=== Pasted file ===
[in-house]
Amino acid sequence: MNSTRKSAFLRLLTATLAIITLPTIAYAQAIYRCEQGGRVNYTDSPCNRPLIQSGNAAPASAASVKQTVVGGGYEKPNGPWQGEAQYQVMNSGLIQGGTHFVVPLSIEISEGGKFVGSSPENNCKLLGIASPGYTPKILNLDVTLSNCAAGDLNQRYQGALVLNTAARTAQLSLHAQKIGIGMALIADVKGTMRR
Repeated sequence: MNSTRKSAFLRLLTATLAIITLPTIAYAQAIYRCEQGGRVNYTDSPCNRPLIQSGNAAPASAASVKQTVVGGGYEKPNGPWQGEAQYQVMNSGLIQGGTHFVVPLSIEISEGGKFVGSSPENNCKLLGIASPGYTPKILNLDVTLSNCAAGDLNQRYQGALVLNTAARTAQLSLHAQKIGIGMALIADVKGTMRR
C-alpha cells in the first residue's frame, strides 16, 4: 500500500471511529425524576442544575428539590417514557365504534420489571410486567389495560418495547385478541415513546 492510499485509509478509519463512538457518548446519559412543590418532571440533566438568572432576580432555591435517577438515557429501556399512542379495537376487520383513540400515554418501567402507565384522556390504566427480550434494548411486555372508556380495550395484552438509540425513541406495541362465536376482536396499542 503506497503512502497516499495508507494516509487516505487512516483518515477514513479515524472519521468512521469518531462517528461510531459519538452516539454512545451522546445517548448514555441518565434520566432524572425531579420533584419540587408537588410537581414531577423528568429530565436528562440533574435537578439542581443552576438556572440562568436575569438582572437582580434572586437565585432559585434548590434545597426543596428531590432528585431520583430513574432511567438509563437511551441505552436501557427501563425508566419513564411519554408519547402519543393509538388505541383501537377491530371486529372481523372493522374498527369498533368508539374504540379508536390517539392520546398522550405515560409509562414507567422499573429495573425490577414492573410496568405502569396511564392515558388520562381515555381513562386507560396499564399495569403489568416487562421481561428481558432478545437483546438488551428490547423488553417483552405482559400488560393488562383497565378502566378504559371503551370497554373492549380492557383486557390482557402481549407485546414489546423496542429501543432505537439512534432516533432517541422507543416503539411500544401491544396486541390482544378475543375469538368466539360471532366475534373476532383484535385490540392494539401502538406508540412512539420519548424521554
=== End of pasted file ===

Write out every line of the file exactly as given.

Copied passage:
[in-house]
Amino acid sequence: MNSTRKSAFLRLLTATLAIITLPTIAYAQAIYRCEQGGRVNYTDSPCNRPLIQSGNAAPASAASVKQTVVGGGYEKPNGPWQGEAQYQVMNSGLIQGGTHFVVPLSIEISEGGKFVGSSPENNCKLLGIASPGYTPKILNLDVTLSNCAAGDLNQRYQGALVLNTAARTAQLSLHAQKIGIGMALIADVKGTMRR
Repeated sequence: MNSTRKSAFLRLLTATLAIITLPTIAYAQAIYRCEQGGRVNYTDSPCNRPLIQSGNAAPASAASVKQTVVGGGYEKPNGPWQGEAQYQVMNSGLIQGGTHFVVPLSIEISEGGKFVGSSPENNCKLLGIASPGYTPKILNLDVTLSNCAAGDLNQRYQGALVLNTAARTAQLSLHAQKIGIGMALIADVKGTMRR
C-alpha cells in the first residue's frame, strides 16, 4: 500500500471511529425524576442544575428539590417514557365504534420489571410486567389495560418495547385478541415513546 492510499485509509478509519463512538457518548446519559412543590418532571440533566438568572432576580432555591435517577438515557429501556399512542379495537376487520383513540400515554418501567402507565384522556390504566427480550434494548411486555372508556380495550395484552438509540425513541406495541362465536376482536396499542 503506497503512502497516499495508507494516509487516505487512516483518515477514513479515524472519521468512521469518531462517528461510531459519538452516539454512545451522546445517548448514555441518565434520566432524572425531579420533584419540587408537588410537581414531577423528568429530565436528562440533574435537578439542581443552576438556572440562568436575569438582572437582580434572586437565585432559585434548590434545597426543596428531590432528585431520583430513574432511567438509563437511551441505552436501557427501563425508566419513564411519554408519547402519543393509538388505541383501537377491530371486529372481523372493522374498527369498533368508539374504540379508536390517539392520546398522550405515560409509562414507567422499573429495573425490577414492573410496568405502569396511564392515558388520562381515555381513562386507560396499564399495569403489568416487562421481561428481558432478545437483546438488551428490547423488553417483552405482559400488560393488562383497565378502566378504559371503551370497554373492549380492557383486557390482557402481549407485546414489546423496542429501543432505537439512534432516533432517541422507543416503539411500544401491544396486541390482544378475543375469538368466539360471532366475534373476532383484535385490540392494539401502538406508540412512539420519548424521554